Also, the French tax department's cadastral information has significant survey input over the years. Surveyors begin a boundary survey by approaching the tax department, notifying them of the upcoming survey, and then receiving all information the tax department has--previous markers set in the area, the cadastral map, surrounding owners' names and contact information. The survey is done on the ground, and then an official Government "form" is used to construct a survey map showing the parcel's geometry, corners set, geodetic corner coordinates. This map and other information are then given to the tax department for their use in updating the official cadastral map. All the information related to the survey is kept in a file called a "dossier" kept by the surveyor, and a duplicate "dossier" kept by the tax office.

The French cadastral map is not 100% survey based. Many parcels are very old without "dossiers" of survey data. As in the U.S., the French cadastral tax department cartographically "sketches in" the non-surveyed boundaries by following old fences, roads, building edges. But as time goes by, these sketched boundaries are rapidly being replaced with direct survey information.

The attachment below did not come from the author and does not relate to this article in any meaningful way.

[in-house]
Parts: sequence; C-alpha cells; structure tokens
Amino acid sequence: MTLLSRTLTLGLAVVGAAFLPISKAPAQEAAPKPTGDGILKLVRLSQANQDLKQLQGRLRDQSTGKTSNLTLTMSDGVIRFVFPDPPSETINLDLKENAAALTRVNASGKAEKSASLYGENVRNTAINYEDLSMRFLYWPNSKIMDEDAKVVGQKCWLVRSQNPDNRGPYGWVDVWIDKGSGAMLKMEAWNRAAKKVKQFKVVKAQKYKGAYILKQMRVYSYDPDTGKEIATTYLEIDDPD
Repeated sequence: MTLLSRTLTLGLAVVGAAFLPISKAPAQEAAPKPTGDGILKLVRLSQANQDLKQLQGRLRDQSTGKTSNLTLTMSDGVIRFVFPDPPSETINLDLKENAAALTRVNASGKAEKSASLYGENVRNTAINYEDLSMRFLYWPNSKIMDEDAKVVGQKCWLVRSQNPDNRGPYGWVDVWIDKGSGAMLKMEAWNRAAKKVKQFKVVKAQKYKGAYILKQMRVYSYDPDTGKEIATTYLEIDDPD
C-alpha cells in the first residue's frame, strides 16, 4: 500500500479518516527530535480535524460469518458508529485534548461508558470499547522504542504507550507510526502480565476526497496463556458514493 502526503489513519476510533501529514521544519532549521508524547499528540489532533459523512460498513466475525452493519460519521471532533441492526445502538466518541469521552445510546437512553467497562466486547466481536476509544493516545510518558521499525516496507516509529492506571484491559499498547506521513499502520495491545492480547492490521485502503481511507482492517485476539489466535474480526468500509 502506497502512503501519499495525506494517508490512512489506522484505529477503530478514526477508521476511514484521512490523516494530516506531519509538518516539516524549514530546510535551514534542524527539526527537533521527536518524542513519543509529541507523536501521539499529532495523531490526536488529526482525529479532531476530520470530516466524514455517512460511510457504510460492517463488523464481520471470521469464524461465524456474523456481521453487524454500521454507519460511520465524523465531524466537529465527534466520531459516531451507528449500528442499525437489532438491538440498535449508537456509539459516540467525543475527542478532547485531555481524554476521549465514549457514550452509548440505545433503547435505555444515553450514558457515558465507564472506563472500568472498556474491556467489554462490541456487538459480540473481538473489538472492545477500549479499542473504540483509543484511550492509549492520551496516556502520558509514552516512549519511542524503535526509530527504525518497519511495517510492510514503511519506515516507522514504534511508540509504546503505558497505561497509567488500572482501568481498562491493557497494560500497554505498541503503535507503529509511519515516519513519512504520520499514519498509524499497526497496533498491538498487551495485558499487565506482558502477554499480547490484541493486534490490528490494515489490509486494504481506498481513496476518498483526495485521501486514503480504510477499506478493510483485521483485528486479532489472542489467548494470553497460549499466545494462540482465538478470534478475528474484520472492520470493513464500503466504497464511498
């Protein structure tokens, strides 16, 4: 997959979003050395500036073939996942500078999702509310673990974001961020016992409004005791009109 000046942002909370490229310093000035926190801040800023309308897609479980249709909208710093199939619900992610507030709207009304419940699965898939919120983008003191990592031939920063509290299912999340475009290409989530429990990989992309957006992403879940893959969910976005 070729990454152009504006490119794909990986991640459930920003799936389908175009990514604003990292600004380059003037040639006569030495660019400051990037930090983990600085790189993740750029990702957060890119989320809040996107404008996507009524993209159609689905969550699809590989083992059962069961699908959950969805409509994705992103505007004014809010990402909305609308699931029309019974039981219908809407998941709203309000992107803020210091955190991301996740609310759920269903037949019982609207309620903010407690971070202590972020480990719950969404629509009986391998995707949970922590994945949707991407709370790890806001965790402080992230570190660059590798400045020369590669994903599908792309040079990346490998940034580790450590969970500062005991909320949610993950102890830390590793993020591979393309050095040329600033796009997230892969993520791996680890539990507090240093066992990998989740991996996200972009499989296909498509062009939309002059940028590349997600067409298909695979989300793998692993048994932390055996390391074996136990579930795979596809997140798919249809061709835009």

In France, every new parcel MUST be created by field survey. By law there can be no protraction--or "of" parcel divisions such as "the North 50ft of ___", etc. The law requires survey markers to be set at each corner, and the survey "dossier" to be furnished to the tax department. The original monuments control the parcel's location forever for newly created lines.

Establishing Old Lost Boundaries